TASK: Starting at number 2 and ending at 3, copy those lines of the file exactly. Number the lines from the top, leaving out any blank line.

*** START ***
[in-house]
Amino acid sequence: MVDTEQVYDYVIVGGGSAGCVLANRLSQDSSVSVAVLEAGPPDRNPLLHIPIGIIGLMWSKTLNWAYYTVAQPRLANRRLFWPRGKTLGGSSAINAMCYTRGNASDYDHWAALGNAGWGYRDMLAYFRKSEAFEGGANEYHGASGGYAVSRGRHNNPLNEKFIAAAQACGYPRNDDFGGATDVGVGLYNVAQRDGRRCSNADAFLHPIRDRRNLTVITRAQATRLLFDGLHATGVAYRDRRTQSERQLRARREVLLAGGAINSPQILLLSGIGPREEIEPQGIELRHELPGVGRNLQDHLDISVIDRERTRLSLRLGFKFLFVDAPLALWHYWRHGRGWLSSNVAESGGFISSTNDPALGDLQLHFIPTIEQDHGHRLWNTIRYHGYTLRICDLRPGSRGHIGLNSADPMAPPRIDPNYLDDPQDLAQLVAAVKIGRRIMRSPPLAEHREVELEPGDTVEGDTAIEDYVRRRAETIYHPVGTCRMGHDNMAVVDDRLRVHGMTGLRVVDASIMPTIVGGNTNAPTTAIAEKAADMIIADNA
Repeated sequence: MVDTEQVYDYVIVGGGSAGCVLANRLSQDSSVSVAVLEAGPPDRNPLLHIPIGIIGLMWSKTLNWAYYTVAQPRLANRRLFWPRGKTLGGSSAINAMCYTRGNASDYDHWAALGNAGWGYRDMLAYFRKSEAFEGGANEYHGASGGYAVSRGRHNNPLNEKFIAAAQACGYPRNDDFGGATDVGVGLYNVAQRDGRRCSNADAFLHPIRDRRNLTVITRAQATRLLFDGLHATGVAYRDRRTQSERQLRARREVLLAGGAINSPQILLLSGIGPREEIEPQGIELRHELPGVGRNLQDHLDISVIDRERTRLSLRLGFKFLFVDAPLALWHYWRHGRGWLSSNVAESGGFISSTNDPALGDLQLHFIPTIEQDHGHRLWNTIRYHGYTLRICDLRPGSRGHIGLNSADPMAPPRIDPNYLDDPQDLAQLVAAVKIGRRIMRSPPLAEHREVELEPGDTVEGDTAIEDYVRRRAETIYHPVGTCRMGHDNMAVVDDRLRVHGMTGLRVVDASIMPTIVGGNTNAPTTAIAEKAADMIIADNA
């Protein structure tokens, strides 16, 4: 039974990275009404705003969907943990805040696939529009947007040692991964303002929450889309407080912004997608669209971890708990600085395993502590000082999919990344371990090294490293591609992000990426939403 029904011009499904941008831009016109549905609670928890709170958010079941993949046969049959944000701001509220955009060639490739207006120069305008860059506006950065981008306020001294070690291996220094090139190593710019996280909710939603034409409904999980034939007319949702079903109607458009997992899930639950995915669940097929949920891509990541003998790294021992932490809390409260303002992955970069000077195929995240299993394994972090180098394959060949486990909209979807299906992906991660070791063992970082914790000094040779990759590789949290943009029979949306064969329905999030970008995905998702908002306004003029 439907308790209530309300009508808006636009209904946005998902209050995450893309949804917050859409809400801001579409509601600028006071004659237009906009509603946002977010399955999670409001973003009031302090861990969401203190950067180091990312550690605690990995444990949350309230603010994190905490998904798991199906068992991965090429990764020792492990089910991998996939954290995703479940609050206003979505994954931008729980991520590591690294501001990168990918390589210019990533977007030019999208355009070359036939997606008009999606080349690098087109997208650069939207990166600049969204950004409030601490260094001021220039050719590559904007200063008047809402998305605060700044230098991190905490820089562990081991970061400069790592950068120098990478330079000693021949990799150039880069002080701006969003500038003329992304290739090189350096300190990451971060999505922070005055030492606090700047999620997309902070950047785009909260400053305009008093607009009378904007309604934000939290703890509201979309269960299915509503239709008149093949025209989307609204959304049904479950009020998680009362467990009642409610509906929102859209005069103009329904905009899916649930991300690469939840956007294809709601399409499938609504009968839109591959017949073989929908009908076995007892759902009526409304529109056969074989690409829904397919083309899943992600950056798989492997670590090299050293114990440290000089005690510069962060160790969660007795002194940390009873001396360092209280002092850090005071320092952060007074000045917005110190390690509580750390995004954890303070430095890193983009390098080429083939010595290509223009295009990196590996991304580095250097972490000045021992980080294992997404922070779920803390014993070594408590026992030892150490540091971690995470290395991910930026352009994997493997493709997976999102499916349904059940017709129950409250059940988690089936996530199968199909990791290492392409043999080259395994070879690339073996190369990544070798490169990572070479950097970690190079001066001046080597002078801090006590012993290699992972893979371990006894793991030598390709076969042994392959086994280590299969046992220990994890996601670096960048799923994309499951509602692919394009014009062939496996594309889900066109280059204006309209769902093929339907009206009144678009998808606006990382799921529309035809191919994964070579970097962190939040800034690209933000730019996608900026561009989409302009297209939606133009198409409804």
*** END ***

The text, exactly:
Amino acid sequence: MVDTEQVYDYVIVGGGSAGCVLANRLSQDSSVSVAVLEAGPPDRNPLLHIPIGIIGLMWSKTLNWAYYTVAQPRLANRRLFWPRGKTLGGSSAINAMCYTRGNASDYDHWAALGNAGWGYRDMLAYFRKSEAFEGGANEYHGASGGYAVSRGRHNNPLNEKFIAAAQACGYPRNDDFGGATDVGVGLYNVAQRDGRRCSNADAFLHPIRDRRNLTVITRAQATRLLFDGLHATGVAYRDRRTQSERQLRARREVLLAGGAINSPQILLLSGIGPREEIEPQGIELRHELPGVGRNLQDHLDISVIDRERTRLSLRLGFKFLFVDAPLALWHYWRHGRGWLSSNVAESGGFISSTNDPALGDLQLHFIPTIEQDHGHRLWNTIRYHGYTLRICDLRPGSRGHIGLNSADPMAPPRIDPNYLDDPQDLAQLVAAVKIGRRIMRSPPLAEHREVELEPGDTVEGDTAIEDYVRRRAETIYHPVGTCRMGHDNMAVVDDRLRVHGMTGLRVVDASIMPTIVGGNTNAPTTAIAEKAADMIIADNA
Repeated sequence: MVDTEQVYDYVIVGGGSAGCVLANRLSQDSSVSVAVLEAGPPDRNPLLHIPIGIIGLMWSKTLNWAYYTVAQPRLANRRLFWPRGKTLGGSSAINAMCYTRGNASDYDHWAALGNAGWGYRDMLAYFRKSEAFEGGANEYHGASGGYAVSRGRHNNPLNEKFIAAAQACGYPRNDDFGGATDVGVGLYNVAQRDGRRCSNADAFLHPIRDRRNLTVITRAQATRLLFDGLHATGVAYRDRRTQSERQLRARREVLLAGGAINSPQILLLSGIGPREEIEPQGIELRHELPGVGRNLQDHLDISVIDRERTRLSLRLGFKFLFVDAPLALWHYWRHGRGWLSSNVAESGGFISSTNDPALGDLQLHFIPTIEQDHGHRLWNTIRYHGYTLRICDLRPGSRGHIGLNSADPMAPPRIDPNYLDDPQDLAQLVAAVKIGRRIMRSPPLAEHREVELEPGDTVEGDTAIEDYVRRRAETIYHPVGTCRMGHDNMAVVDDRLRVHGMTGLRVVDASIMPTIVGGNTNAPTTAIAEKAADMIIADNA